Saturday, March 16, 2013
Dublin is famous for its barley products. Guiness, of course, and Jameson Whiskey. The old whiskey works are no longer in use (good thing, I fear they were very smelly) but the factory buildings have been lovingly maintained and serves as a tasting room and sales venue, mostly for tourists.
The building is a fairly non-descript brick industrial building. This Dickensian scene could be very bleak except for the little touches. Antiques and such. Not enough to clutter up the place, but enough to ease the eye. The bench outside which was made from an old whiskey cask...the oldest they could find. The casks are re-used, and many really do date from the 18th century!
Once the barrels were stacked high into wagons, pulled through the streets by horses. Above are horse brasses which decorated their tack. Those in the know will see that the hoofs are the size of dinner plates. No doubt their feed consisted of spent barley from the distillery. Lucky horses.
Above, if you click on the picture, you will see two antique bicycles which James Joyce would have probable seen whizz past him when he was alive. The one on the left is a "velocopede" and the one on the right is a "hobby horse". Check out the chandelier made from Jameson Whiskey bottles. I think the joy of emptying all those bottles may well be worth the trouble....grin!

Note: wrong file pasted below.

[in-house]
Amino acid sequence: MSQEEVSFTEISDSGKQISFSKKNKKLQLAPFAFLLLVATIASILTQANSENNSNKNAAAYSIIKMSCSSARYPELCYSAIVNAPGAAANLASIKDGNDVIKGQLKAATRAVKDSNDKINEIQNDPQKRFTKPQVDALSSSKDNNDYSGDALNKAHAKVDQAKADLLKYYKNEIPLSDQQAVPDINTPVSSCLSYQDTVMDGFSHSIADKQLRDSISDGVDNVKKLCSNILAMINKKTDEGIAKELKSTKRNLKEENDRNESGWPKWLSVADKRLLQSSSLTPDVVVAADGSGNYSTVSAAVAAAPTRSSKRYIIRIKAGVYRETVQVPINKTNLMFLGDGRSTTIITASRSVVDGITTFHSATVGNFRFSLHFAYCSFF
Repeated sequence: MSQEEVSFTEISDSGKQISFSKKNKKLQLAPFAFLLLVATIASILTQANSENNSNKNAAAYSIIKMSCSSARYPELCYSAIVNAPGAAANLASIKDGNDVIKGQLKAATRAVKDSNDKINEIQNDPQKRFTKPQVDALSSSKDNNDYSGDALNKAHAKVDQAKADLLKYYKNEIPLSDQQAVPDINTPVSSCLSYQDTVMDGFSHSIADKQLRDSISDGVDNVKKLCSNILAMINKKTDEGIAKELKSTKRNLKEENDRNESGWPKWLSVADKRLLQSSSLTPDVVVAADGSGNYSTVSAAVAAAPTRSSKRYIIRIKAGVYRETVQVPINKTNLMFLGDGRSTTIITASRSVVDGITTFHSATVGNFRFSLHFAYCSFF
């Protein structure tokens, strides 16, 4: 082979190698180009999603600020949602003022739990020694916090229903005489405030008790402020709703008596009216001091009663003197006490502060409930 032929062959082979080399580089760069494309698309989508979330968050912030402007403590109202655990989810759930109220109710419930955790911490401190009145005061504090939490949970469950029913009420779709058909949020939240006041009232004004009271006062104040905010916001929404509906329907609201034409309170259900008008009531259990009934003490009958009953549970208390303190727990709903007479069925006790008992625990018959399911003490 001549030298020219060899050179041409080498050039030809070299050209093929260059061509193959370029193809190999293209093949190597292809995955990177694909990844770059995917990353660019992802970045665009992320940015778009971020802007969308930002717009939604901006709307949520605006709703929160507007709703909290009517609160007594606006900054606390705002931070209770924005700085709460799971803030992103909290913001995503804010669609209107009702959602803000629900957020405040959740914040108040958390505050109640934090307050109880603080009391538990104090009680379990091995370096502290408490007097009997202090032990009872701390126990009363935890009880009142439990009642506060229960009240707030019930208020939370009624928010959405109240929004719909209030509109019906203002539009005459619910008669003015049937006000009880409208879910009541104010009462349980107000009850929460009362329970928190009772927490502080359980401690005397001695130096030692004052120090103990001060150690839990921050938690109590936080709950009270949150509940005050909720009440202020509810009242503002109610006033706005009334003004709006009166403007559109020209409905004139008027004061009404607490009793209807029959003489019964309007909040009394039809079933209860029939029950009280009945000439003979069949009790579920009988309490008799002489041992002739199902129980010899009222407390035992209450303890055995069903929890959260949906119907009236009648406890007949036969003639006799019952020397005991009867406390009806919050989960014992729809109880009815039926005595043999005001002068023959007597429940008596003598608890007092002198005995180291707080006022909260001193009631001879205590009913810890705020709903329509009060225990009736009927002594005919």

Bill on the bench. In back is a copper distillation pot. This is the smallest, the "third" distillation. From there it is sent directly to barrels. Which barrels? Well it depends upon how long they plan to let it sit. Five year old goes into used American Bourbon barrels, 12 year old goes into used Spanish Maderia barrels, and 25 year old go into used Portugese Port barrels. It is likely then that the barrel which was made into a bench up above originated in Portugal.
Above is the malting floor. That round cylindrical thing. The bottom half is where a fire is lighted to toast the barley in the top half. The top half has a very hot floor! They put barley on that floor, wet it down, let it start to sprout. Then they light the fire in the bottom half.
The nice old building with its nice old beams are supported by cast iron columns. When you look over the railing (to my left in the above picture) you can see the original floor with the large circular bases for the several malting cylinders and huge copper mash and distillery pots.
Was it worth the trip. Heck, it was worth the flight to Ireland!